Monday, June 7, 2010

A boy named Blue (or RPatz)

Red-haired men. They come up in conversation much more than they used to, thanks to the teen (and grown-up) phenomenon that is RPatz. I don't get the Edward love. I guess that puts me on Team Whatever-The-Werewolf's-Name-Is. I suspect it's a redhead/redhead thing. Put two together and people automatically think you're related, so I tended to steer clear. Only ever considered it this one time...but that ended up in a suitcase.

I had a conversation - via tweet - about my position on red-haired men. It's way too complicated to reduce to 140 characters, so I've decided instead to reproduce an article I wrote on the subject. It first appeared in The Sydney Morning Herald's Spectrum section a few years ago, long before RPatz was a twinkle in a film-maker's eyes. Since then, and thanks to the Undead One, women's attitudes to redheads has changed a bit. Then, Marian Keyes's evil Lorcan Larkin was a man women fell for despite the fact that he was a redhead (The Last Chance Saloon). Now half the planet's falling over itself for a pale, chiselled, ginger-haired Vampire. Progress.

"Extinct within 100 years. High sensitivity to heat- and cold-related pain. Down to two per cent of the population.

With stats like that, if redheads were an animal species, there’d be a conservation group set up, a fund-raising day set aside in which everyone had to wear red wigs, and some kind of cute mascot (possibly a Weasley?) designed to pull in the crowds. As it is, Simon Cheetham, founder of, recently told The Guardian newspaper that discrimination against redheads in the UK is getting worse.

“In this politically correct world you can’t say anything about people’s religion or sexuality, but it’s still okay here in Britain to portray redheads in a negative manner,” he said.

And that’s in a part of the world where they’ve got the numbers. After all, some 13 per cent of the world’s redheads live in Scotland, and 40 per cent of the population carries the gene.

I’d like to say I’ve never noticed this discrimination, but the fact is that I’ve even participated in it.

First, the disclaimer, I am a redhead, with a red-haired sister, a red-haired cousin, a red-haired nephew, a red-haired niece, a red-haired uncle – in fact, a whole family tree of Gingas, Carrot Tops, Jaffas and Bloodnuts. All of which affected me only in small ways: an embarrassing lack of suntan in 1980s Australia, a tendency to blush easily, and a fondness for Anne of Green Gables quotes (“People who haven't red hair don't know what trouble is.")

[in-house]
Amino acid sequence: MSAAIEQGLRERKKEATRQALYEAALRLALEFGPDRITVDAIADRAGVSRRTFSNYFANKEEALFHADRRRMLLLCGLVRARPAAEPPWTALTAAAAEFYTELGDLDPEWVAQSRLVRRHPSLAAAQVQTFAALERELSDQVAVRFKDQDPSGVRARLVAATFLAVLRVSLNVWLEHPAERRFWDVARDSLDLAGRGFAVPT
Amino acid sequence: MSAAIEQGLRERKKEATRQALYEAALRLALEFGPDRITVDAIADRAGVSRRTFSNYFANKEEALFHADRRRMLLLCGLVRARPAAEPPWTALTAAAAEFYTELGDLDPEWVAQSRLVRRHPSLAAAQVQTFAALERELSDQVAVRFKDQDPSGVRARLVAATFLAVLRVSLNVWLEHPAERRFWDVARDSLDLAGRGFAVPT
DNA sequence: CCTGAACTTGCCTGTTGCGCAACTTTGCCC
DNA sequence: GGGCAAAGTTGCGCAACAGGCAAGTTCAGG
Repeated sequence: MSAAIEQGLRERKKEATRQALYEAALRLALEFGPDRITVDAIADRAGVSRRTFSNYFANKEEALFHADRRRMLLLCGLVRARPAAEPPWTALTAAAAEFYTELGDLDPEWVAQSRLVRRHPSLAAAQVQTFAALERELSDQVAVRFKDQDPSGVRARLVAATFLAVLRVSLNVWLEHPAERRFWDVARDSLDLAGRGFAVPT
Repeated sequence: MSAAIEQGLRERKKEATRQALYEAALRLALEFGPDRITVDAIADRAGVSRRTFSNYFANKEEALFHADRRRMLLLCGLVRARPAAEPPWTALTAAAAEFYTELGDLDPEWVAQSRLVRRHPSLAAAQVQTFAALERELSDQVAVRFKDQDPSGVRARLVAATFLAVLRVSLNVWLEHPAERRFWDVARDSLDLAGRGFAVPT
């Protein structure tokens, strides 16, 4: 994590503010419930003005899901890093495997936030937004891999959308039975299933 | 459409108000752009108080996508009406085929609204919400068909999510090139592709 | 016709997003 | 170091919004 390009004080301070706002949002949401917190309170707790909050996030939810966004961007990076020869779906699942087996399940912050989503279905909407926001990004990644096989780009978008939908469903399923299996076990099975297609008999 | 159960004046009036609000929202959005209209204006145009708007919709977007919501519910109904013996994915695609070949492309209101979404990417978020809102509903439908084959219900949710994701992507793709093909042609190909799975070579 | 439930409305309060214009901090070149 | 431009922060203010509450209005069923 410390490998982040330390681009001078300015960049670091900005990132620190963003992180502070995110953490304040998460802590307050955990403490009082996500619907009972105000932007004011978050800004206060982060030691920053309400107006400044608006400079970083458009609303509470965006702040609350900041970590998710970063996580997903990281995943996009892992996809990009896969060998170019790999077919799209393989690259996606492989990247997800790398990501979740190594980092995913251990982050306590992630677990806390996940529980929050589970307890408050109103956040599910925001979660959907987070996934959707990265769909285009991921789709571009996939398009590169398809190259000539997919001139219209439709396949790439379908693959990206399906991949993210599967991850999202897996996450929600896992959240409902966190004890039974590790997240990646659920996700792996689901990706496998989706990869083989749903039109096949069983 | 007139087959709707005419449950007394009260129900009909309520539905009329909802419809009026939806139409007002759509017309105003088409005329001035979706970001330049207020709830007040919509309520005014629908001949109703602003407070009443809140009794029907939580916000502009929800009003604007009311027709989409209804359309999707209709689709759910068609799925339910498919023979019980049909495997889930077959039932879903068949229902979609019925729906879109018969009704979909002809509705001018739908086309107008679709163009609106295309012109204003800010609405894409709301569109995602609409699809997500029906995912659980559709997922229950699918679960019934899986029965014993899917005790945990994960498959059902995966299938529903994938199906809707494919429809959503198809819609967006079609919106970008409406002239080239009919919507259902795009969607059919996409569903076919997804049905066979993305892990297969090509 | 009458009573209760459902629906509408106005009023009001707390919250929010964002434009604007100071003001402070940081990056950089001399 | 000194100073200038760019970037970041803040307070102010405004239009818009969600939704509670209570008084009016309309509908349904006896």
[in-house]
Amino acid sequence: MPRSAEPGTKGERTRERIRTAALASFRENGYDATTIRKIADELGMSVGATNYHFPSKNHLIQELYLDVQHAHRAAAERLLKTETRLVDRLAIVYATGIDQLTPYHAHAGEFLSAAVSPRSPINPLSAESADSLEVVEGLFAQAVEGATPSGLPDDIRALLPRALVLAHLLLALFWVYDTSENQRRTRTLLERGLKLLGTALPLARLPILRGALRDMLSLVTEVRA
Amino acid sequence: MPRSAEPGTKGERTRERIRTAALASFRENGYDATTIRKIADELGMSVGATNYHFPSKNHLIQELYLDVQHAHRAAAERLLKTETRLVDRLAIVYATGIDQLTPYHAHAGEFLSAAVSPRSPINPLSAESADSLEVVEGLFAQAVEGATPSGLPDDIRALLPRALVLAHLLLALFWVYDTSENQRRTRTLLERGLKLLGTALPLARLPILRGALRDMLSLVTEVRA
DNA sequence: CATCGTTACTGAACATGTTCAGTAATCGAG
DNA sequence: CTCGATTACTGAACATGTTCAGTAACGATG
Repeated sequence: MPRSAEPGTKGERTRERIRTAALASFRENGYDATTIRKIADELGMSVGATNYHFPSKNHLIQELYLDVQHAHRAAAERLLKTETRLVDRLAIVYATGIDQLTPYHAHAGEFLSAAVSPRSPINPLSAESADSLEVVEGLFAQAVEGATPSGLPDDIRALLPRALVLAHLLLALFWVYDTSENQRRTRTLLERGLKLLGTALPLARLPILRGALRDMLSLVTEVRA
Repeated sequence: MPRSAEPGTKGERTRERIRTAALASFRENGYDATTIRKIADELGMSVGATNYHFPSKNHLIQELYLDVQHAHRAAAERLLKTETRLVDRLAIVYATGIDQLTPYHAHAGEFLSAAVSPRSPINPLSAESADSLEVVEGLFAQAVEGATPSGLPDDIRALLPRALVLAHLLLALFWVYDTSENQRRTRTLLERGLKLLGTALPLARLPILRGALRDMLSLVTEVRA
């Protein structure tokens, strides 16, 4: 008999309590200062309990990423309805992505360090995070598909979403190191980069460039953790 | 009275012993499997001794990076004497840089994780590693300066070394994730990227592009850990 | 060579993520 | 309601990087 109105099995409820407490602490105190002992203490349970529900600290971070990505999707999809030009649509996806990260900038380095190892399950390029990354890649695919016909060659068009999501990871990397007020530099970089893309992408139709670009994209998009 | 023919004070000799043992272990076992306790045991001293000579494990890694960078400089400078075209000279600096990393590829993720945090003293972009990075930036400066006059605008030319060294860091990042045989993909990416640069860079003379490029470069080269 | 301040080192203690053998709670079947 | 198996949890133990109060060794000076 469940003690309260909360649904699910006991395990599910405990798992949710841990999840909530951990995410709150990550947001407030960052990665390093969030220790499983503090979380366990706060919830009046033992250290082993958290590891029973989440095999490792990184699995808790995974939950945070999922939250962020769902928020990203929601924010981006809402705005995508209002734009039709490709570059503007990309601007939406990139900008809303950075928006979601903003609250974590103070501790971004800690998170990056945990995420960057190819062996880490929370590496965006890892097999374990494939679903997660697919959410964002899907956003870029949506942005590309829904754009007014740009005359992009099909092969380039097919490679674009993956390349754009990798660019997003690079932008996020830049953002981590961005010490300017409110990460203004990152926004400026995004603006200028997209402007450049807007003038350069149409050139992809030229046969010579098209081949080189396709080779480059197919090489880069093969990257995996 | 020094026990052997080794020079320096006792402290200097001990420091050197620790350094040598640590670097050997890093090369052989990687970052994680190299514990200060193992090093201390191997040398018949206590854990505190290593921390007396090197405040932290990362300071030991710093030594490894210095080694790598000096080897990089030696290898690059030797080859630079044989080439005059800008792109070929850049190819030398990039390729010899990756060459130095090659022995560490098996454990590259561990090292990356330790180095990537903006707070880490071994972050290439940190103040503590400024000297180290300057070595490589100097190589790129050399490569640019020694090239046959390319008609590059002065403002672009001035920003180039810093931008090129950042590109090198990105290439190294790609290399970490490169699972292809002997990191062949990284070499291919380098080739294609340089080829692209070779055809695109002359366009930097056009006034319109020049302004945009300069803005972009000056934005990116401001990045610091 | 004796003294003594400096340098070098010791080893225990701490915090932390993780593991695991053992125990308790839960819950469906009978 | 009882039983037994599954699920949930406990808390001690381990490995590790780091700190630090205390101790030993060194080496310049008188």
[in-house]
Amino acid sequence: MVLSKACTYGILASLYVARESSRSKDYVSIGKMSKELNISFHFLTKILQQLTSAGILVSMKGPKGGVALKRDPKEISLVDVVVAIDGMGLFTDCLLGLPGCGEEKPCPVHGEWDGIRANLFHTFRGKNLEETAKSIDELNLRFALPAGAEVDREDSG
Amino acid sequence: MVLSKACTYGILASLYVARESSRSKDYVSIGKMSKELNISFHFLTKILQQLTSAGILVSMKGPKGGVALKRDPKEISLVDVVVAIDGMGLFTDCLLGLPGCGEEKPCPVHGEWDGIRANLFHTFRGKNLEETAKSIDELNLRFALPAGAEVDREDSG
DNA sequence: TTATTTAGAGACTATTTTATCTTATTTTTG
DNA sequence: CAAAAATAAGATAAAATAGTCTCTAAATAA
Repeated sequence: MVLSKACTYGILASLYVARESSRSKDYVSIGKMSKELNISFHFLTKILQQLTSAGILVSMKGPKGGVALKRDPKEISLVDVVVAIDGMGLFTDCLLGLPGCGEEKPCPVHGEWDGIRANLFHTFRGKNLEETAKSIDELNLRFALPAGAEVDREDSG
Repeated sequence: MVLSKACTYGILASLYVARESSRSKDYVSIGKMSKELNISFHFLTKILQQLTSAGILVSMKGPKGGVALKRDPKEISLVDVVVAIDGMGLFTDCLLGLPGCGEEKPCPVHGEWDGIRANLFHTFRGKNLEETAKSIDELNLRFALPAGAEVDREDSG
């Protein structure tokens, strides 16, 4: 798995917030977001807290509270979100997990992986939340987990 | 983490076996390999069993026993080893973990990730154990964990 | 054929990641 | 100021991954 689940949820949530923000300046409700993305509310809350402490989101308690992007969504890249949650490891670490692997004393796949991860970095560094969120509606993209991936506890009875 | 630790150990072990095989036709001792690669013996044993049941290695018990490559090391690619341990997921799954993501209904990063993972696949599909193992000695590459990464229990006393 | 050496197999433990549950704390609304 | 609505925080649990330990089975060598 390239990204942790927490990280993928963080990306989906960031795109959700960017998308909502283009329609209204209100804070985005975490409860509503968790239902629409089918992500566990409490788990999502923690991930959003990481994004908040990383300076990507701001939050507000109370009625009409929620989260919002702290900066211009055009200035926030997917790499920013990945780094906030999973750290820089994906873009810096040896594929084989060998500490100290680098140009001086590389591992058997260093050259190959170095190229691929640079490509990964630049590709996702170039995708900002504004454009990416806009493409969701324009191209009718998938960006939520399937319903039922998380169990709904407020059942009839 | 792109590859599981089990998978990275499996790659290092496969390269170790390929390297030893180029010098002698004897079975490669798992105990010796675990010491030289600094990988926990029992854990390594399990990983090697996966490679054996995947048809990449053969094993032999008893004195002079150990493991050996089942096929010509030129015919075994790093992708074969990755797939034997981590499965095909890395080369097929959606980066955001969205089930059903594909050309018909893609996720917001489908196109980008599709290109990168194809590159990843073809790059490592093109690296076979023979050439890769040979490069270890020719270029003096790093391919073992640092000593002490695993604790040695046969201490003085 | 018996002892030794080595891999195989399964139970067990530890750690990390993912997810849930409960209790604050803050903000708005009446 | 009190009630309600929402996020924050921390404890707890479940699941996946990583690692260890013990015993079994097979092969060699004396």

I thought I was red and proud. And in 2004, when Amanda Third, a Monash researcher (with red hair), found that redhead women had begun to surpass blondes in the sexiness stakes, well, my crimson pride knew no bounds.

Then I got pregnant.

Suddenly, between researching names (Maximus? Hermes? Ridge (not really)) and buying tiny singlets, I found myself obsessively studying genetics. Why? The prospect of The Red-Haired Son.

My husband and I discussed the possibility of a Tinge of Ginge on our unborn child. He waxed lyrical about the idea of a red-haired girl. When I raised the spectre of a boy named Blue, his response was less enthusiastic: “I’m sure I’ll learn to love him anyway.”

Put red hair on a boy and, somehow, the perception is that he’ll be picked last for sports (probably because mum’s still slathering him in sunscreen), geeky (Richie Cunningham anyone?) and have no luck with the ladies (evidence: the declining redhead population). Of course, rugby international Nick Farr-Jones, director/writer/actor/rich guy Ron Howard and notorious airline passenger Ralph Fiennes might beg to differ.

My initial research into our chances of producing a Rusty was encouragingly negative. According to Jonathan Rees, professor of dermatology at Edinburgh University who, with his colleagues, discovered the gene (MC1R, responsible for melanin production) that creates redheads, if a person has one of several variations of the gene, and if the variation is inherited from both parents, then they are likely to be red haired. So two parents with mutant gene equals red hair.